Wednesday, February 18, 2009

Canadian Home & Country closed;
Transcon cuts back

Transcontinental is closing Canadian Home & Country magazine as part of a company-wide "rationalization" that will mean that 1,500 jobs are being eliminated across North America, saving the company some $50 million this year. According to a posting in Mastheadonline, 28 magazine jobs are being eliminated in Toronto.

A company press release says that a company-wide hiring freeze has been instituted and that further unpaid leaves, reduced work weeks and other measures are being implemented.
For their part, the Corporation’s senior managers have decided to take two weeks of unpaid leave but to work throughout that period. In total, these measures will cut costs by about $75 million on an annualized basis, including $50 million in 2009....“It’s a difficult situation for everyone affected, but we are acting in the interests of all of our employees and our shareholders,” said François Olivier, President and Chief Executive Officer of Transcontinental. “In the short term, this rationalization comes at a cost, but in the medium term it will protect the Corporation’s financial health.”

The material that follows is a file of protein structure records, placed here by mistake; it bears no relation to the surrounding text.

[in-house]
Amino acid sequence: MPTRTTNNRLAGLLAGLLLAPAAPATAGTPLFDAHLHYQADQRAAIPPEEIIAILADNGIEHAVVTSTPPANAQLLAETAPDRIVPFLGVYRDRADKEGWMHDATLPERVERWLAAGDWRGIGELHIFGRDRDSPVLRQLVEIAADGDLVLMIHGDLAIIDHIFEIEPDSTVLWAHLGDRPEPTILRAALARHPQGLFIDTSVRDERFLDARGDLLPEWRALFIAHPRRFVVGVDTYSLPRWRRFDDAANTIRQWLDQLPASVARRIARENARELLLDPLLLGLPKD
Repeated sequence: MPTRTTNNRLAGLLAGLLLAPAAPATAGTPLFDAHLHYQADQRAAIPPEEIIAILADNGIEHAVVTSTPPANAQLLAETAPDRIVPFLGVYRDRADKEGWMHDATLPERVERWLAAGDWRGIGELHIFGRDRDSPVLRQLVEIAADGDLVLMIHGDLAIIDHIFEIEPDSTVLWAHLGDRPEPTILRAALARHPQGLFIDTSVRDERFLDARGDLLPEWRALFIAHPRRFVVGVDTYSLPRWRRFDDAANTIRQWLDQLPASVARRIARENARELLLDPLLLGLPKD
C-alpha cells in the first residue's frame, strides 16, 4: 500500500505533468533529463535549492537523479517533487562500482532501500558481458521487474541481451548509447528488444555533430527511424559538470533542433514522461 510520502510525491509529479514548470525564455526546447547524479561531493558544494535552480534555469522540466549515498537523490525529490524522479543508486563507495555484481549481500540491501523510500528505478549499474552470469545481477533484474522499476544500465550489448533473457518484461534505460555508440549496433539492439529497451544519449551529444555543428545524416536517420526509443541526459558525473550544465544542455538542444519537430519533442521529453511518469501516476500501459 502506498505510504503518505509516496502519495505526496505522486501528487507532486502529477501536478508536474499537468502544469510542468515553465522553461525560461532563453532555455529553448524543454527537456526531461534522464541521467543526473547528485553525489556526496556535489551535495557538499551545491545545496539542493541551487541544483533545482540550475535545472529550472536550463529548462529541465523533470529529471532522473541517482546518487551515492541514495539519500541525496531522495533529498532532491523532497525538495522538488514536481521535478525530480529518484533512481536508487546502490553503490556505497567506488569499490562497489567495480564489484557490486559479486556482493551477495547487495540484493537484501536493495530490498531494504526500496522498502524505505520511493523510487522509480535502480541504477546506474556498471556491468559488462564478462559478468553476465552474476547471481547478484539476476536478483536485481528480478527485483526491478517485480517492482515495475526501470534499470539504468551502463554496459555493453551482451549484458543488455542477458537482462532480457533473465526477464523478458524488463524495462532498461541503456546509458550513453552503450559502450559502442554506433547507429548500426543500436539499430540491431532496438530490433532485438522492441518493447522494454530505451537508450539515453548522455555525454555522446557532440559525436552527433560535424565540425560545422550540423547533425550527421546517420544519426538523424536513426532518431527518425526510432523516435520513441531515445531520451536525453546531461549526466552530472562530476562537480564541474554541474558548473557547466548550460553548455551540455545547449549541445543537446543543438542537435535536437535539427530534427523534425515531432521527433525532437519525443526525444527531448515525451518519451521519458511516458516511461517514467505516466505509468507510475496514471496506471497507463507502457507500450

Canadian Home & Country was at one time considered one of the most successful turnarounds in Canadian publishing. Bought by Avid Media as Century Home and brought along when Avid was purchased by Transcon, it was a mom-and-pop book with a circulation of less than 20,000 later completely rebranded and redesigned into a glossy, and apparently successful, shelter magazine with more than 125,000 circulation. The February/March issue just unveiled a bold new design. (The magazine's online rate card and media kit has already been pulled from its website.)

Transcon is Canada's largest consumer magazine publisher and one of North America's largest printers and publishers of community newspapers. In 2008, the company had sales of $2.4 billion.

According to a report on, the cutbacks were largely driven when customers canceled or delayed direct-mail projects and magazine advertising. The story noted that immediately after the cutback announcement was made, Transcontinental fell 30 cents, or 3.3 percent, to C$8.69 at 11:51 a.m. in trading on the Toronto Stock Exchange; shares have dropped 43 percent this year through yesterday.



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